Thanks to those replied to my request for advice, esp the 9000 vs 9100 and for this forum in general. I've ordered a Fleck 9100SXT twin tank softener with fine grain resin, 1.5 cu ft tanks, stainless threaded bypass, tank insulating foam jackets, and a rectangular brine tank with a support grid and safety float valve. I'll post a picture if it turns out to be an attractive installation with only 3 fittings that I hard soldered with Sil-phos in my excess of enthusiasm, and remain curiously silent if the supply house runs out of 3/4" 45s and 95/5 before I finish plumbing tanks perched above a flood on carved up plastic milk crates and leaning like that tower in Pisa.
    I'll also try to remember to post some water sample data. Hopefully, the hardness leakage will be nil. Running 12,000 gallons to fill the pool should flush the pipes enough for meaningful data.
    Thanks again...
  11. lifespeed

    lifespeed Member

    Messages:
    320
    Location:
    California
    Twins will be great to fill the pool.
  12. Gary Slusser

    Gary Slusser That's all folks!

    Depending on what type pool it is, you don't want soft water in it because that can ruin the pool and, soft water usually messes up the chemistry of any pool and that costs a bunch to get the water right again.

    Also, most twin tank type softeners allow water through only one tank at a time and when a tanf regenerates, the service flow rate is reduced.
  13. ditttohead

    ditttohead Water systems designer, R&D

    Messages:
    1,789
    Location:
    Ontario California
    The service flow rate of a twin tank is only reduced by the amount that the regenerating tank needs for its regeneration cycle. A typical 9x48 tank will only lose 2 GPM available to the system for 10 minutes during backwash and fast rinse. I have never had anyone even notice that.

    Pools for the most part should not be filled with soft water but... what do you do if your water is naturally soft? You simply fill it and adjust your chemicals, pH, etc accordingly.

    We do not recommend filling pools, or topping them off with soft water mainly because it is wasteful. It has been reported that the grout or plaster in pools can degrade in soft or very low tds water, but the lack of adequate studies makes this difficult to confirm. To be safe, most water softening companies recommend against it because, understandably, we dont want the responsibility or liability of a damaged pool.

    That being said, I have seen too many pools to count that were fed with soft water for decades... I have not seen any damage occur yet. This is not scientific nor a recommendation, just an observance.
  14. Gary Slusser

    Gary Slusser That's all folks!

    Maybe you haven't heard of it because you don't talk to or sell to twin tank owners with problems and as you said, that 2 gpm is only for a 1 cuft size tank, not all twin tank softeners.

    The reduction is much more, up to half the SFR for a twin tank that allows water through both tanks at the same time until a regeneration starts.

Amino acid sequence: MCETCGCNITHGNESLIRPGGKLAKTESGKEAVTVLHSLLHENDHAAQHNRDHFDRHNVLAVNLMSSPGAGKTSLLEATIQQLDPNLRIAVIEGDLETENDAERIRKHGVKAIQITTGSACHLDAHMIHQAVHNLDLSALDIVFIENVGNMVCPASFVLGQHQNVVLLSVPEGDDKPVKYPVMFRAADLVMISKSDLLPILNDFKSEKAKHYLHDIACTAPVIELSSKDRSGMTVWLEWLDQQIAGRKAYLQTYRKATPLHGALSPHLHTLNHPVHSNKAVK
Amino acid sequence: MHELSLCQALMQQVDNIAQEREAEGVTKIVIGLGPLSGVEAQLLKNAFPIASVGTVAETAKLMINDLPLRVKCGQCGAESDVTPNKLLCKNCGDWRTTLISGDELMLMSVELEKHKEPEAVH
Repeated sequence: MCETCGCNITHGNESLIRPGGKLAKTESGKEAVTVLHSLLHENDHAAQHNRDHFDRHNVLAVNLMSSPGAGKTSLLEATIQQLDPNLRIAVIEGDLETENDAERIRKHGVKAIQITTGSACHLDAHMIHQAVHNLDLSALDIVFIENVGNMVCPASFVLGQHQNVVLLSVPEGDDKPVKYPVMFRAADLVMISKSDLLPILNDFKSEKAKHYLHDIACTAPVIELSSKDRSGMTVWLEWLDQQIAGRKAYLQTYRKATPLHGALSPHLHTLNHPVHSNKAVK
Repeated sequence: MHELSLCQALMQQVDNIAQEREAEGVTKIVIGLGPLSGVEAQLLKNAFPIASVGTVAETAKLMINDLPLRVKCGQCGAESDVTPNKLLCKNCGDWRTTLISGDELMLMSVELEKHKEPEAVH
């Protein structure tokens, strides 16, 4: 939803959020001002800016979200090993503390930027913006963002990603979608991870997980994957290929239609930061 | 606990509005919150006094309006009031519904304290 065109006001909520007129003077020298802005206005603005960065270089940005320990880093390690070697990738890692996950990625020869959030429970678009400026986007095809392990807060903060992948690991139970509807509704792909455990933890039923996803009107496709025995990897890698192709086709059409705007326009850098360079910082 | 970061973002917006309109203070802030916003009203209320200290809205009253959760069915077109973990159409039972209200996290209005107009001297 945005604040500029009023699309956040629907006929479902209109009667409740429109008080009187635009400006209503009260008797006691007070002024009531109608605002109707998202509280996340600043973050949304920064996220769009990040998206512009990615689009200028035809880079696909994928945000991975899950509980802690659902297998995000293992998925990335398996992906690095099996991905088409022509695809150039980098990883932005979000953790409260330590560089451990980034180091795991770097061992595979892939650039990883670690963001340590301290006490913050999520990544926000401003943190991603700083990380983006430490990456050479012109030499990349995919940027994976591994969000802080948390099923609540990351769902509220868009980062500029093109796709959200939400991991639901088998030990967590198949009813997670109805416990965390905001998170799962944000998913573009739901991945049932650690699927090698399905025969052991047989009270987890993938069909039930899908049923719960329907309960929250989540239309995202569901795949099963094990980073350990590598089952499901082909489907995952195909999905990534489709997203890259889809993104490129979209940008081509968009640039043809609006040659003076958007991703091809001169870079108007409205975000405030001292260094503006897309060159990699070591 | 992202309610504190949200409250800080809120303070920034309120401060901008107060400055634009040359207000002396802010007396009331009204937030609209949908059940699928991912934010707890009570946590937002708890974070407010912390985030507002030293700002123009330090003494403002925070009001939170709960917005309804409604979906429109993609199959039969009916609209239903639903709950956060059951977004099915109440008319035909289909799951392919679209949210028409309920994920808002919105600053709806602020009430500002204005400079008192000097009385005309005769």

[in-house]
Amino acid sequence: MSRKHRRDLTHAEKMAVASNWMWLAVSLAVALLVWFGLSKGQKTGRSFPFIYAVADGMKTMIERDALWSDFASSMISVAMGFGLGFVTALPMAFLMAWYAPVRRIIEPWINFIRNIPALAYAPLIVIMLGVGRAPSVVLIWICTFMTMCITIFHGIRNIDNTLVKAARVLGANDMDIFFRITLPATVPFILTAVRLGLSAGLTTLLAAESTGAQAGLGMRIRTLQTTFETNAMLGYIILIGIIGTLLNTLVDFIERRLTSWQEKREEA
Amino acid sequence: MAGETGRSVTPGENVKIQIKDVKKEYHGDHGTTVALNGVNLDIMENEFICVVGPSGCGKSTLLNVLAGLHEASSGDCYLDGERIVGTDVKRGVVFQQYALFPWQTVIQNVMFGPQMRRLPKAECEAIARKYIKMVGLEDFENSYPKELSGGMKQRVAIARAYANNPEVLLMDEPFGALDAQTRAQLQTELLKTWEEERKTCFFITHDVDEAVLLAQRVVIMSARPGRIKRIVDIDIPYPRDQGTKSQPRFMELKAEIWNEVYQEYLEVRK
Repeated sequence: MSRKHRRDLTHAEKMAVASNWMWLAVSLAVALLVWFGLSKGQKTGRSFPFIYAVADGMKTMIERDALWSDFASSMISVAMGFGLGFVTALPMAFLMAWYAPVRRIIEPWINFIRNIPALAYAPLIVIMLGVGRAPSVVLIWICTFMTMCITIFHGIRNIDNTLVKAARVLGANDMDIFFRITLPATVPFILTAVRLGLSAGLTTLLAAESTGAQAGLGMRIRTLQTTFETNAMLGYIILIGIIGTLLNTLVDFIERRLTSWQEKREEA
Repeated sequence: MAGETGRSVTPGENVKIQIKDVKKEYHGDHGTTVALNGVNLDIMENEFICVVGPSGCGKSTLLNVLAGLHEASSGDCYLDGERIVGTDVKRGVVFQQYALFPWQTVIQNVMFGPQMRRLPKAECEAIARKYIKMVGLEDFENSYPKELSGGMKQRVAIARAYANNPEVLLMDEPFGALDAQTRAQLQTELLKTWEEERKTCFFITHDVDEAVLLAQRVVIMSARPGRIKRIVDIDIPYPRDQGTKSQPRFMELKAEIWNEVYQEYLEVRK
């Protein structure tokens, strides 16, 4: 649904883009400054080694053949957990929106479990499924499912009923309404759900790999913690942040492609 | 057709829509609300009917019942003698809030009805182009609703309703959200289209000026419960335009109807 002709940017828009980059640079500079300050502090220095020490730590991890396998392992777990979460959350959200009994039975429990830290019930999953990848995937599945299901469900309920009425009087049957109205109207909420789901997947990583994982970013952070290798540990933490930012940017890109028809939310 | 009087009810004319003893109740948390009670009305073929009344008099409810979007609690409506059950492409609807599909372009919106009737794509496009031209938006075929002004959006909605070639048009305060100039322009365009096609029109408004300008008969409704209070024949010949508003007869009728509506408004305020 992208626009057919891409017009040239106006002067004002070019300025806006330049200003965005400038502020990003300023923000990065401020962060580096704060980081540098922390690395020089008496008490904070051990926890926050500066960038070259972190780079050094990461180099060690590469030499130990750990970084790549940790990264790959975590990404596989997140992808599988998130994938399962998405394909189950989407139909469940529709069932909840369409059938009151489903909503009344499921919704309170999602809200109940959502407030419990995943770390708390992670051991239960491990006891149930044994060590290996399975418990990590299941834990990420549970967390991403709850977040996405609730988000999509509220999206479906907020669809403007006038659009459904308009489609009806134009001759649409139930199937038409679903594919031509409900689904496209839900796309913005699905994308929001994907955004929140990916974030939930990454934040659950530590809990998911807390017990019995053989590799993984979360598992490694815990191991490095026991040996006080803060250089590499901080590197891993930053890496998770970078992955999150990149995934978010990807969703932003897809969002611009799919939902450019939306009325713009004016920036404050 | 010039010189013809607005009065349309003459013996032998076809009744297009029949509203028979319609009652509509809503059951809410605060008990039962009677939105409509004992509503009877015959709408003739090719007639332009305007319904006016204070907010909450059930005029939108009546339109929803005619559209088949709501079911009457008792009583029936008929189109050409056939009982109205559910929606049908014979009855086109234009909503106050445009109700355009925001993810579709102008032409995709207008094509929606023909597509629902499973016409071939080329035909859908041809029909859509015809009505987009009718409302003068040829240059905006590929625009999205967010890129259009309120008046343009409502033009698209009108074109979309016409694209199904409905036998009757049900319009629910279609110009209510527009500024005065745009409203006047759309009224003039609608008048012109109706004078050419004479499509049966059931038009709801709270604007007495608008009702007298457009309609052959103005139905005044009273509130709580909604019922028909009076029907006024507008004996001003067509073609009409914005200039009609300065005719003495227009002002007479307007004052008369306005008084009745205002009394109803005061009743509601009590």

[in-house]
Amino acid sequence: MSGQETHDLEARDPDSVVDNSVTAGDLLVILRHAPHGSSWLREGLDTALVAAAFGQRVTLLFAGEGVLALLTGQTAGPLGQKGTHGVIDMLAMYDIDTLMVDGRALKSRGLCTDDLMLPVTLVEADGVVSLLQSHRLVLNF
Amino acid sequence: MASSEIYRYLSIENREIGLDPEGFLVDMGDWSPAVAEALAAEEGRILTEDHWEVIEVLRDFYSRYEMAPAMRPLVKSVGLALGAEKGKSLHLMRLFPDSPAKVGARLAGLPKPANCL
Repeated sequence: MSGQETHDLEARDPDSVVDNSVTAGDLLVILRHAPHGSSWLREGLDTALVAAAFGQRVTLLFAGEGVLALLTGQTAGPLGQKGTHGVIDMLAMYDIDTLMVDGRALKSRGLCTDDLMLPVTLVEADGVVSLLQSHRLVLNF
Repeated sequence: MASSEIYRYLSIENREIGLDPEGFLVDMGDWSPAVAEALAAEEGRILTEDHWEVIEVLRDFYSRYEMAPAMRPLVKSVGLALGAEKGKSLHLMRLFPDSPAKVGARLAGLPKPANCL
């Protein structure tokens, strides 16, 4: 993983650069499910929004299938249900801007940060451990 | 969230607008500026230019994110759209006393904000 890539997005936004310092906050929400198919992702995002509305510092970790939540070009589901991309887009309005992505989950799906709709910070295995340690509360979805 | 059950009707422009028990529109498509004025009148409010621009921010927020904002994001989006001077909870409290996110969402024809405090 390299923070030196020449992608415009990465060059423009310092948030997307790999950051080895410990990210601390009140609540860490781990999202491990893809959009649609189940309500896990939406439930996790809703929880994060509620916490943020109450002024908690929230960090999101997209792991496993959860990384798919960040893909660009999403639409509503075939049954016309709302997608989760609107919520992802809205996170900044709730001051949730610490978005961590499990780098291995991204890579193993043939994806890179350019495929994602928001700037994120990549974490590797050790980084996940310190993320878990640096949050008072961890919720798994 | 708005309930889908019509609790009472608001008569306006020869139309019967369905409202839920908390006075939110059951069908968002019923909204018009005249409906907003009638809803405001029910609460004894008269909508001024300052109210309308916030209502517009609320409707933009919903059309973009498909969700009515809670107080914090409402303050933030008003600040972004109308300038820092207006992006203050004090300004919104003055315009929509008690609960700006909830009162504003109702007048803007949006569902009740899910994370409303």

And as we both know, naturally soft water is much different than softened water.
  15. ditttohead

    ditttohead Water systems designer, R&D

    Messages:
    1,789
    Location:
    Ontario California
    Twin tanks... lol. I sell thousands a year. I think I know about them.

    Naturally soft water vs softened water, your statements really show your lack of understanding. Explain to me the difference if water "naturally" has 150 ppm of sodium and very little calcium and magnesium, vs 10 grain hard water that is softened?
    Your trolling again. :)


    For anyone who is interested in the truth, not just some statement made by a troll, read the following article. http://www.wqa.org/pdf/NaturallySoftVsSoftened.pdf

    it is a short read and it was written in a fairly easy to understand way.
  16. Gary Slusser

    Gary Slusser That's all folks!

    "I" meaning you as a one man shop is not true plus, your company does not sell to the end user. The company sells to various layers of go betweens. And I doubt you talk to any of the end users (retail customers) that they sell to.

    Anyway, anyone interested in the truth about naturally soft water and softened water used in a swimming pool should start at the top of page 5 in your linked article. Here's a quote....

    "Naturally soft water, .... has a low mineral content. In these areas, .... Thus, these naturally soft waters are typically aggressive because of the low dissolved solids content or the extreme paucity of any dissolved minerals, and are also corrosive because carbonic acidity has not been neutralized by alkalinity. However, this is not the case with water that was once hard and has been subsequently softened by ion exchange water softening.
    Water treated to remove hardness is inherently and substantially different from naturally soft waters..."


    Those last two sentences misses the low pH and low TDS waters that are also hard (with 4 to say 10 gpg) and then softened with a water softener.

    Using naturally soft water in a swimming pool would be a great place for you to use your LSI (Langelier Saturation Index Calculator) to measure whether or not the grout and some other masonry in a swimming pool could/would be 'corroded' causing expensive damage over time. The same goes for any low pH and low TDS 'hard' water after it has been softened. There are large areas of the US that has that type of water.
  17. ditttohead

    ditttohead Water systems designer, R&D

    Messages:
    1,789
    Location:
    Ontario California
    Wow, you missed the point, again... at least you make us smile.
  18. Tom Sawyer

    Tom Sawyer In the Trades

    Messages:
    3,051
    Location:
    Maine
    I was worried. He hadn't posted anything in awhile. Thought he might have had an accident or something.